Tarangire Park Sign

Welcome to Serengeti

Steve and me at the rim of the Ngorongoro Crater

Steve and me at the rim of the Ngorongoro Crater

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During our scenic drives through northern Tanzania, we passed the Olduvai Gorge– the cradle of civilization and the site of Mary and Louis Leakey’s renowned archeological work. It is here that the earliest human footprints were found. Olduvai Gorge is located in the area called the Great Rift Valley, which crosses an expanse of East Africa. We were struck by an intense sense of awe and wonder as we traversed this area, as we realized that we are all African at our core.

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The Serengeti is truly the garden of Eden. Serengeti means “endless plain” in the Maasai language of Maa, and it’s easy to see why it was given this name. At first, a simple glimpse at the vast expanse of grassland reveals only flora of green and amber, a few hills and rock formations called kopjes. But once your eyes focus, the wildlife starts to reveal itself. You may spot a lion or pride of lions lying in the grass. If you are lucky, you may spot a leopard draped over a tree branch. Birds abound in every size and hue of the rainbow, with several reaching 1.5m (5 feet) tall . Overseeing the circle of life, eagles and vultures perch in the trees awaiting their turn to feast on a kill (there is a definitive pecking order as it pertains to a carcass). Zebras, antelopes and wildebeest appear all around – at times in great numbers. Elephants, giraffes and buffalo abound. Only a lucky few will catch a glimpse of a cheetah or rhino. We saw both.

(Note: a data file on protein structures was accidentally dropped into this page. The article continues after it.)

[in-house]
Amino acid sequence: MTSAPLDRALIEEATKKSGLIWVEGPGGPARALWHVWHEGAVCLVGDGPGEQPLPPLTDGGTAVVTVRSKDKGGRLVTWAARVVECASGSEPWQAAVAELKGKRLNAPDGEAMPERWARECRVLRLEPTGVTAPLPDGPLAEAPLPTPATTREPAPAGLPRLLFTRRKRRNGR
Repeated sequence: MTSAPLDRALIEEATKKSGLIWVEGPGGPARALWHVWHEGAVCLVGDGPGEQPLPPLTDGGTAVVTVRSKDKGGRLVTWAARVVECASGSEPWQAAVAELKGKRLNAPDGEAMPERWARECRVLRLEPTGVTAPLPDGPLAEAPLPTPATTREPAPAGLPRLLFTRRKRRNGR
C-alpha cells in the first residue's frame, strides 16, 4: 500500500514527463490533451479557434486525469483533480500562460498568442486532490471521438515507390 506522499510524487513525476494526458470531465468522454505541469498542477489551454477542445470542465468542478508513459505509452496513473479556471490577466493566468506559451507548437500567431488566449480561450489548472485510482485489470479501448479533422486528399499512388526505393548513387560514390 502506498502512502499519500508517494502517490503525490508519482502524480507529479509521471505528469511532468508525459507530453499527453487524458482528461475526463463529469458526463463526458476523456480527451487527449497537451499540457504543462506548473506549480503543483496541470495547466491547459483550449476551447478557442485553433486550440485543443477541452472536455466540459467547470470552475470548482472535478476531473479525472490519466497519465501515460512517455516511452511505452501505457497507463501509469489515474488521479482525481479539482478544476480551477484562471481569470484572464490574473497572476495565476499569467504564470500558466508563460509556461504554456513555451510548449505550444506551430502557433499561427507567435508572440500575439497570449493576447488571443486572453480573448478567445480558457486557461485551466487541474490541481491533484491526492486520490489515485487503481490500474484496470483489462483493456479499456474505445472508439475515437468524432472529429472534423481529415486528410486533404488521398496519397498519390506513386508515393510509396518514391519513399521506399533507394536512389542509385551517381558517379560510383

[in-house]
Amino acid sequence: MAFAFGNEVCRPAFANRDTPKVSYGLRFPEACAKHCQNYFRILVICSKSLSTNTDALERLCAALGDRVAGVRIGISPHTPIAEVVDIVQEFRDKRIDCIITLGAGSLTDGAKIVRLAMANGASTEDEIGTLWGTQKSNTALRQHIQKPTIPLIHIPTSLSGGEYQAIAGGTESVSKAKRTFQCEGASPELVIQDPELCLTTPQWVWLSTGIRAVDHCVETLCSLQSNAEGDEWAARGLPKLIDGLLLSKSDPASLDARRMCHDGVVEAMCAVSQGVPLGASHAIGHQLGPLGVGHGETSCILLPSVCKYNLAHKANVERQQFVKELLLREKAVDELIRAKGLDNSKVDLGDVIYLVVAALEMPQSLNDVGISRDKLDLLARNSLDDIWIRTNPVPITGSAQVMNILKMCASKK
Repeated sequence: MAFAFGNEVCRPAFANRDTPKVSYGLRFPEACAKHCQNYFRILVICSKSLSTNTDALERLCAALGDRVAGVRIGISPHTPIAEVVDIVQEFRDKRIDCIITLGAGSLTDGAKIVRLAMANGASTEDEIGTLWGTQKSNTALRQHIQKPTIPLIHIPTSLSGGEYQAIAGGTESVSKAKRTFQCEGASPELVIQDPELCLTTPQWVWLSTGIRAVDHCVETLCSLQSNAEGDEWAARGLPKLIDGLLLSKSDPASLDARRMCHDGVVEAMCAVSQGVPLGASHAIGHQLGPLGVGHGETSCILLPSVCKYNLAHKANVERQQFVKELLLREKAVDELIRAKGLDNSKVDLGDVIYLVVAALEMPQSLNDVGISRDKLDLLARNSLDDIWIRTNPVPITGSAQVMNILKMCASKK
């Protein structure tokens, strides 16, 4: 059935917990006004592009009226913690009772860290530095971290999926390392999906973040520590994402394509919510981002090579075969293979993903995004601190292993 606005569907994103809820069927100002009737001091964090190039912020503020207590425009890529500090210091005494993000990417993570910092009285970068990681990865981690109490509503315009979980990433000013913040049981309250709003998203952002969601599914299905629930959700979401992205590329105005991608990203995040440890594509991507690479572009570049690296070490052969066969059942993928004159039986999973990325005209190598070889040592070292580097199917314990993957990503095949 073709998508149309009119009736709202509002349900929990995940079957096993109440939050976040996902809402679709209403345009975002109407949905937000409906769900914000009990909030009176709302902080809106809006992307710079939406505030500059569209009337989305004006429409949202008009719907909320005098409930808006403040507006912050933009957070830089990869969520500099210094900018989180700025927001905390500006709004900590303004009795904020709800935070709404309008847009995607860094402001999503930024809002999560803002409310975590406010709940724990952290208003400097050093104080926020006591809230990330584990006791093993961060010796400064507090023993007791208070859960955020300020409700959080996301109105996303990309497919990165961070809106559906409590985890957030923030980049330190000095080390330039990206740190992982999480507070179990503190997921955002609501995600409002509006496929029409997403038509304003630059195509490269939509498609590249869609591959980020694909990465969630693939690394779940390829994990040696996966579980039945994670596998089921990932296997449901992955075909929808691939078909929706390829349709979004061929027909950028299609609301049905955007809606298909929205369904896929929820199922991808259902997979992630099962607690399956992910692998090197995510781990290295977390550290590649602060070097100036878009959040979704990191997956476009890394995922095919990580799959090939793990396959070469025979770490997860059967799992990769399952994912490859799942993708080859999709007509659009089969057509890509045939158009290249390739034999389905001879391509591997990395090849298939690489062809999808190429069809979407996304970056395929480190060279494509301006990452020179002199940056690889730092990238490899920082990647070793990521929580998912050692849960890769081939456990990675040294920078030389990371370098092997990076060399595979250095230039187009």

A Leopard rests in a tree in Serengeti

A Leopard rests in a tree in Serengeti

The Great Migration of Wildebeest in Northern Serengeti

The Great Migration of Wildebeest in Northern Serengeti